greater part of her speech thanking donors. Of Irons, Close said, “We had such
incredible adventures,” before moving on to her thesis: “I have a passionate
and life-long commitment to independent film.” “I love being in an independent
film,” she continued, “I love the cast that gathers around a good piece of
writing. Certainly not for the money, but because it is good and challenging;
and you will spend your days with people who want to be there for all the right
reasons. I love being part of movies that almost don’t get made.”

She then “paid tribute to” her donors, including her husband
David Shaw, whom she had invited as her guests. She thanked them for investing
in “risky, edgy, personal, provocative, quiet, fierce, and often heart-breaking
stories that are the soul of independent films.” In the moment that drew the
most applause and laughter, Close got down on her knees in a mock prayer,
saying in a child’s voice: “Dear God. God? Dear God. I know you have a lot to
think about. But I want to tell you that I will be eternally grateful if
somehow you helped John, Cammie, and David, make back their money. Thank you.”
“A big pay day is really nice,” she added, and closed by signaling the future
of filmmaking: “I’m eager to meet the next generation of Sundance filmmakers.”

George Lucas Made an Independent Film (Sort Of)

The surprise of the night was the presence of George Lucas,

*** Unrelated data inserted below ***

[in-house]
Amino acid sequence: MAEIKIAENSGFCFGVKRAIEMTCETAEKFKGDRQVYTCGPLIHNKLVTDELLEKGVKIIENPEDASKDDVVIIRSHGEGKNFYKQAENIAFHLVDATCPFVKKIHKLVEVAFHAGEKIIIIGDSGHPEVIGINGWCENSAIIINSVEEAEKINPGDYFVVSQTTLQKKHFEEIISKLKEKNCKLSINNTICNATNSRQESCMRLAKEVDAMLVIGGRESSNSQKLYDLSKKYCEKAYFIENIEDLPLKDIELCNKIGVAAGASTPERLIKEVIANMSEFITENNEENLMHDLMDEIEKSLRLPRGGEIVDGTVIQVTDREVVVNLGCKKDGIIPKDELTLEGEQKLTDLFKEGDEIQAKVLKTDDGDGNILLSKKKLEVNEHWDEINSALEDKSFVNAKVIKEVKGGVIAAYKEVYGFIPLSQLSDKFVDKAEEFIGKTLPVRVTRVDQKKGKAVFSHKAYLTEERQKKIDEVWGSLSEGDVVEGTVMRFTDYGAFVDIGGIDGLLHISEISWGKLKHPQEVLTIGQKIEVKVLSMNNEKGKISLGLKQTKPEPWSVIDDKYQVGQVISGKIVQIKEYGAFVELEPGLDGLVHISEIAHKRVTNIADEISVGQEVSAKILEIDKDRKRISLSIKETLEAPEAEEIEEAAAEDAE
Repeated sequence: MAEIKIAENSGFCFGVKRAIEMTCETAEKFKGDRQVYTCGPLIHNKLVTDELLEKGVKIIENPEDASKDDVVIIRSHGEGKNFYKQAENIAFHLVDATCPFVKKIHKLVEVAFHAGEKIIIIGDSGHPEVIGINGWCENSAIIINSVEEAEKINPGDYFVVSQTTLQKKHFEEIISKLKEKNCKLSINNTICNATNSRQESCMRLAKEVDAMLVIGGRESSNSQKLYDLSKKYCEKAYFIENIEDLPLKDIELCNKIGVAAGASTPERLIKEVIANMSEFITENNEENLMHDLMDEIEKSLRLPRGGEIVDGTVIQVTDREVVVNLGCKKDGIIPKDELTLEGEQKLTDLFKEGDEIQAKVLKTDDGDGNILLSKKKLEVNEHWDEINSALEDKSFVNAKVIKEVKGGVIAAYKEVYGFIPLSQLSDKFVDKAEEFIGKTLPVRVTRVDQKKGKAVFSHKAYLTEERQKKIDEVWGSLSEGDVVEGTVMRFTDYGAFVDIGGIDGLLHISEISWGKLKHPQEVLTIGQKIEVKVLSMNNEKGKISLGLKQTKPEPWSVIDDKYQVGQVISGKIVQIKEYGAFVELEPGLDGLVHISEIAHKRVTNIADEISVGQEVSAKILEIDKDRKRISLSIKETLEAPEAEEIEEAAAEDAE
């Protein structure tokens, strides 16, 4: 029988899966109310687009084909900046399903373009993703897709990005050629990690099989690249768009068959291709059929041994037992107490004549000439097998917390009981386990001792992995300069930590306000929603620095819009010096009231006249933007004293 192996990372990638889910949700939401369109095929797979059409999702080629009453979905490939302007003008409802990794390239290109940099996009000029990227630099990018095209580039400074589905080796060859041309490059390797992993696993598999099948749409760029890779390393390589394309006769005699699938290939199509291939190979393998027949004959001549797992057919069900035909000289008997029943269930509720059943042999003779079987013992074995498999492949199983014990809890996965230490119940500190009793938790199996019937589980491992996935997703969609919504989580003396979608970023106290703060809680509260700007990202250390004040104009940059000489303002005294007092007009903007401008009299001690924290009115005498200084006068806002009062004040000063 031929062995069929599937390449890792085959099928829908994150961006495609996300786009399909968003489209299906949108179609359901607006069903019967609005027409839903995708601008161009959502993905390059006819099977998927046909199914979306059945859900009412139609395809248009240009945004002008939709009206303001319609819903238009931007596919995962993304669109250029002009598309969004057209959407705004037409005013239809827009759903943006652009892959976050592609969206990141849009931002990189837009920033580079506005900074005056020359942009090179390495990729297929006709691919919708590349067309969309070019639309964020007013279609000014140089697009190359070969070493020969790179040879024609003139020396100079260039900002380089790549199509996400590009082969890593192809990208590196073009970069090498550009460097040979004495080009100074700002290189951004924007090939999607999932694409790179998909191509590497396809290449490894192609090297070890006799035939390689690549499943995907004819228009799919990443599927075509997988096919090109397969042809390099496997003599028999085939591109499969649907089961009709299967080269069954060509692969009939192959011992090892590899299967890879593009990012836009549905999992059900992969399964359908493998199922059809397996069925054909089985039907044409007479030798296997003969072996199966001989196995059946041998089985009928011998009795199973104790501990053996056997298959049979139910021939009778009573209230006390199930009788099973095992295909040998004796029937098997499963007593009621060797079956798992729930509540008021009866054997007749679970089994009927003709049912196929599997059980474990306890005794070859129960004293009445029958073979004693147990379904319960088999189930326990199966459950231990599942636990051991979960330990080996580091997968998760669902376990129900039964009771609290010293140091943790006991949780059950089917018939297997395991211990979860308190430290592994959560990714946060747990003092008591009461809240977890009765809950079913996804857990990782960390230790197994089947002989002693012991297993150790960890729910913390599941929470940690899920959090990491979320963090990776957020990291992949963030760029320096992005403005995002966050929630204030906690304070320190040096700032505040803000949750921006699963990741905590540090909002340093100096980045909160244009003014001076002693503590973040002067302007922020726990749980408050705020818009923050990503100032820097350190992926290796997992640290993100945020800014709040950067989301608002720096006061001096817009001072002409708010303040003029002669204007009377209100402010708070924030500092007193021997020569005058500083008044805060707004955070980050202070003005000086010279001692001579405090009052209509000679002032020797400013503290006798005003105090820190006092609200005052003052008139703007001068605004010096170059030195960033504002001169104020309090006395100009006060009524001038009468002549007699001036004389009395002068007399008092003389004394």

whom Close thanked in her speech, saying, “Wasn’t ‘American Graffiti’ an independent film? Or maybe that was when studios
were making what we now call independent cinema.” “Every filmmaker has been
influenced in some way by George Lucas,” she continued. “My favorite quote of his is ‘Anything
you think of can happen.'” (“American Graffiti” was made by Universal, one of
Hollywood’s biggest studios; but the film is slight in scope, closer to “Dazed
and Confused” in its youthful energy than it is to most other films in its profit range—it made over $200 million). Lucas
quickly disappeared after the ceremony’s close; however, briefly seen from just
a few feet away, he looked to me no different than he did when he made “Star Wars” in

Robert Redford Busy Filming “Captain America”

Close and the MCs noted the absence of Sundance’s founder
and leader, the actor-director Robert Redford, and praised the fact that he could
not be present due to a film shoot (nearing 80, the Oscar winner is as active
as ever, last year headlining the highly lauded “All Is Lost.”) They, however, failed
to mention the name of the film he is currently shooting, which, after a brief inquiry, was discovered
to be the third installment of the big action franchise “Captain America.”
(There was no better proof in attendance of the idea of indies as stepping
stones for “bigger” films than Darren Aronofsky, who in 1998 had won the Sundance directing award for his low-budget gem “Pi” but whose latest venture into cinema was this year’s
multi-millionaire dollar “Noah,” starring Oscar winners and an inordinate
amount of CGI.) Meanwhile, the lead actor of Chazelle’s “Whiplash,” Teller, was busy
shooting the next action hero sequel “The Fantastic Four” with “That Awkward Moment” costar Michael B. Jordan,
who himself had his film breakout as the star of the big Sundance hit
“Fruitvale Station.” The superhero is indeed today’s much-coveted rung on the
acting ladder, and I wondered which x-men Redford would have been in his prime.